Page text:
- Next, click Shortcuts in the menu on the left.
- Next, under Component: click KDE Daemon.
- Click Show System Activity and select Custom.
- Click None and press CTRL+ALT+DEL to enter the new combination.
A warning may appear, notifying you that the binding CTRL+ALT+DEL is currently used for something else; click Reassign to change this; the other binding is for logging out quickly.
From here you have a lot of learning, exploring, and fun ahead of you! Things in the Linux world can be both complex but also amazingly simple, and will surely teach you more about computers, and your own habits! Welcome aboard!
Good luck. I am going with Ubuntu.
Kubuntu > Ubuntu
anonymous you are comparing apples with oranges.
the new linux – guy on ghacks .. a manjaro – recruiter? it’s sad, but i have to leave ghacks after many years (even when i moved from windows to linux).
user, try opensuse (leap or tumbleweed). there are active plasma-developers – not just “borg”). or try kde neon (active plasma-devs too) – but avoid manjaro. you do not want this “thing” and you do not want this “community” if you are new to linux. and if you want a polished, simple gnome – desktop, use pop!_os & install the gnome-shell-extension “dash to dock” or “dash to panel”. there you have your windows – similar – look. in less than a minute. it’s your choice. or go trough hell and learn it the hard way (manjaro).
Hahaha. Windows user here.
I can’t help notice that as much as some Linux users are intolerant to non-Linuxists, some other Linux users are dihe-hard sectarians of their own chapel of Linux.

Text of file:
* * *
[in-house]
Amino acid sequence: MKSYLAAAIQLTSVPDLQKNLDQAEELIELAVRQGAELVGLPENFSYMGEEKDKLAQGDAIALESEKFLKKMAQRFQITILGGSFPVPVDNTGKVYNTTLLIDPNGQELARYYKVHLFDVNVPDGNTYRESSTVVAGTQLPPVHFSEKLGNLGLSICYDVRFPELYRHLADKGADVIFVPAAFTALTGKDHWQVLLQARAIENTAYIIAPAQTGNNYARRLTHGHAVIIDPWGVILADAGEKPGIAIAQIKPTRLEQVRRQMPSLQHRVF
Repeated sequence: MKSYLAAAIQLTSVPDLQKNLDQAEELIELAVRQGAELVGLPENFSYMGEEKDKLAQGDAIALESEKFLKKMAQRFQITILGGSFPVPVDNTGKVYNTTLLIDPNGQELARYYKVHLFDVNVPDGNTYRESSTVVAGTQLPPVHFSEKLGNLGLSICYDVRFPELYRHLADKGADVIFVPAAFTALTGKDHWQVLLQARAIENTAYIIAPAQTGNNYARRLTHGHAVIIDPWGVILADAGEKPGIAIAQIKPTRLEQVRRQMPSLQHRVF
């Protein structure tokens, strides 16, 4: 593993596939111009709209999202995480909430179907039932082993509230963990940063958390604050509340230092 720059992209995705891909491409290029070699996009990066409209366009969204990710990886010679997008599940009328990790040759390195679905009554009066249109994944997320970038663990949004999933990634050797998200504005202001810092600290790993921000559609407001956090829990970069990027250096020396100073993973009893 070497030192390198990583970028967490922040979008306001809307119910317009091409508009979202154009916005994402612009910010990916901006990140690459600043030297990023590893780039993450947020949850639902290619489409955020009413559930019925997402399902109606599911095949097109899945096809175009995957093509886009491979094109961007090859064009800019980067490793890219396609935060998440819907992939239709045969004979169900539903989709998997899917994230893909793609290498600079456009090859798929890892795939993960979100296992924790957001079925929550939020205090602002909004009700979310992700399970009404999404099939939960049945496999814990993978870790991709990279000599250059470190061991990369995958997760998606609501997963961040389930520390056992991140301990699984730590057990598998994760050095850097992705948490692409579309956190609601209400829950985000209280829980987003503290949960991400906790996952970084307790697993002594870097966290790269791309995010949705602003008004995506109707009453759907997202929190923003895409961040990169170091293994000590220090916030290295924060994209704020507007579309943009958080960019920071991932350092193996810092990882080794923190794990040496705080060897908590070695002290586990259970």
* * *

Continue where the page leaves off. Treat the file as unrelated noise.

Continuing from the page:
Leave Ghacks just because a new writer publishes articles about a distro that’s not the one you prefer… how more fanatic can you get ?
“I use Windows 7 !” (True…) “Windows 7 rules ! How do you dare publish articles for Windows 10 ! Windows 10 is evil and will give you cancer ! I’m through with Ghacks for ever !”
When did you last read that ?
I think there are diehards for everything in life. Computers are just one of many topics people love to get passionate about :)
New? I’ve been listed on the site for two years, though I took a hiatus for some time to get my career going. I speak very highly of other distributions too ;)
Just one author’s take on Linux, definitely not shilling.
You’ve hit on one of the basic issues with Linux:
dash to dock
dash to panel
Newbie: “Huh? What is all that stuff?”
“All that stuff” is called using a different os. Moving from one os to another means learning an entirely new command and app set. Only a fool would expect the new os to behave, look and control just like the other.
You are so offended by articles about Manjaro that you’ll quit reading a site rather than just skipping those articles?
That’s just weird.
Don’t let the door hit you on the way out
>Say don’t go on Manjaro.
>Recommends new users to go on freaking OpenSUSE Tumbleweed.
BTW, I use Arch.
I’ve been free of Windows* for almost four years now. I can’t see me leaving GNU/Linux any time soon. If I switched from KDE to another desktop environment It would have to be something special as a replacement. It’s very usable for beginners and a tweaker’s paradise for more advanced users.
* Mozilla’s recent canvas blocking addition has changed my UA string to Firefox on Windows.
Of course, it doesn’t help anyone type their own name correctly.